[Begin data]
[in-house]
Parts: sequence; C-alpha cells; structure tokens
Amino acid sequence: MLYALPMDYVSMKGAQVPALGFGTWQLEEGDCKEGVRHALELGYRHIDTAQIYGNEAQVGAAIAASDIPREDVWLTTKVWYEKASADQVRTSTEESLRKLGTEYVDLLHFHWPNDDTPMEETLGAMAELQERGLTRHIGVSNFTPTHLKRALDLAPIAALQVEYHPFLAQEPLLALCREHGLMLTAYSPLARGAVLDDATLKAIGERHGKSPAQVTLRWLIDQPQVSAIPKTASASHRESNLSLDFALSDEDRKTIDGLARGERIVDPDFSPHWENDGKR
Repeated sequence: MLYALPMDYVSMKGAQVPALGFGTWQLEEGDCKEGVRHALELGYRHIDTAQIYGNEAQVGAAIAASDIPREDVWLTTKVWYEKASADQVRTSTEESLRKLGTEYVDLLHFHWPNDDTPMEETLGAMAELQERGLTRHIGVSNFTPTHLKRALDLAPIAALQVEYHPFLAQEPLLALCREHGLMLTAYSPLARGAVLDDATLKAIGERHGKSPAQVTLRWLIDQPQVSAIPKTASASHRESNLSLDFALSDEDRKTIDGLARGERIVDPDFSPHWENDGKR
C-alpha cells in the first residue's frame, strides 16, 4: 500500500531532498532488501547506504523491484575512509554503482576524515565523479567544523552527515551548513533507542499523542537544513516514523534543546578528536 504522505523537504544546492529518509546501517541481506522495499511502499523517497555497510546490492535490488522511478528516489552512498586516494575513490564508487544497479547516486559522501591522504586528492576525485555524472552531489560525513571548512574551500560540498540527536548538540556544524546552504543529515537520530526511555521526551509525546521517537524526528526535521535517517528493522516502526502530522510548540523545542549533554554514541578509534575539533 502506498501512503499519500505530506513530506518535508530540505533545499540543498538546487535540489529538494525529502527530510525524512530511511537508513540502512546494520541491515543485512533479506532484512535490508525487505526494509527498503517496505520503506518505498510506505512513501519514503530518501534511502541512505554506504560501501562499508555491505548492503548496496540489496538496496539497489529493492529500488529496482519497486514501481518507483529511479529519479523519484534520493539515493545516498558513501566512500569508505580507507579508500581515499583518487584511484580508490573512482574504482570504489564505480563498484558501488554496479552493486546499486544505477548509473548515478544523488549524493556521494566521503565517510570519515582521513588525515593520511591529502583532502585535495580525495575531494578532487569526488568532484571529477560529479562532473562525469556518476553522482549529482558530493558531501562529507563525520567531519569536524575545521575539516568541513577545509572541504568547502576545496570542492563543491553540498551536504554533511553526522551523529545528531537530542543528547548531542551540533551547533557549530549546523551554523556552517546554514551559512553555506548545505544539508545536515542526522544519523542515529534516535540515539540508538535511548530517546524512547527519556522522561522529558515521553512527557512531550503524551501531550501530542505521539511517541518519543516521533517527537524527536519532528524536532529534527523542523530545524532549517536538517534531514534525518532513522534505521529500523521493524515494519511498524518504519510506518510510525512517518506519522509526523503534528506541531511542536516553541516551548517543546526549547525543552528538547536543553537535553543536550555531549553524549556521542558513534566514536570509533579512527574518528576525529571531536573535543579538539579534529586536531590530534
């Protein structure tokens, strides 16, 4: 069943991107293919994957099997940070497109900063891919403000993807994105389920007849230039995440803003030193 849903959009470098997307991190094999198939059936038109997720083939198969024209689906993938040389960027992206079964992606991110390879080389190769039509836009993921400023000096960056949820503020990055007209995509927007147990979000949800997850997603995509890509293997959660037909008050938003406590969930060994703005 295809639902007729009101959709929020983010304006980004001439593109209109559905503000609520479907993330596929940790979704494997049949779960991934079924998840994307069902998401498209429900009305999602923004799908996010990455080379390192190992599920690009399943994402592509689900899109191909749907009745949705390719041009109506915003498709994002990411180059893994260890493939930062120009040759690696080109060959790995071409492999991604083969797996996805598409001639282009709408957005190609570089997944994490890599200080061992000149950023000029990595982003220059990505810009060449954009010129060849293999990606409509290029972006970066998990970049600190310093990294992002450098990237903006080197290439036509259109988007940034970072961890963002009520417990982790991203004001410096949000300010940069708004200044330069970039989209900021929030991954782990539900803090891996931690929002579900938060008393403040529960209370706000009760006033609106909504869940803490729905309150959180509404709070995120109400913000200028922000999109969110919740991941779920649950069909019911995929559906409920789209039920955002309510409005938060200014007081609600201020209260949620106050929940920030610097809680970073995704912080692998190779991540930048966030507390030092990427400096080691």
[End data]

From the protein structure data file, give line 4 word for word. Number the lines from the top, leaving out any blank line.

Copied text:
Repeated sequence: MLYALPMDYVSMKGAQVPALGFGTWQLEEGDCKEGVRHALELGYRHIDTAQIYGNEAQVGAAIAASDIPREDVWLTTKVWYEKASADQVRTSTEESLRKLGTEYVDLLHFHWPNDDTPMEETLGAMAELQERGLTRHIGVSNFTPTHLKRALDLAPIAALQVEYHPFLAQEPLLALCREHGLMLTAYSPLARGAVLDDATLKAIGERHGKSPAQVTLRWLIDQPQVSAIPKTASASHRESNLSLDFALSDEDRKTIDGLARGERIVDPDFSPHWENDGKR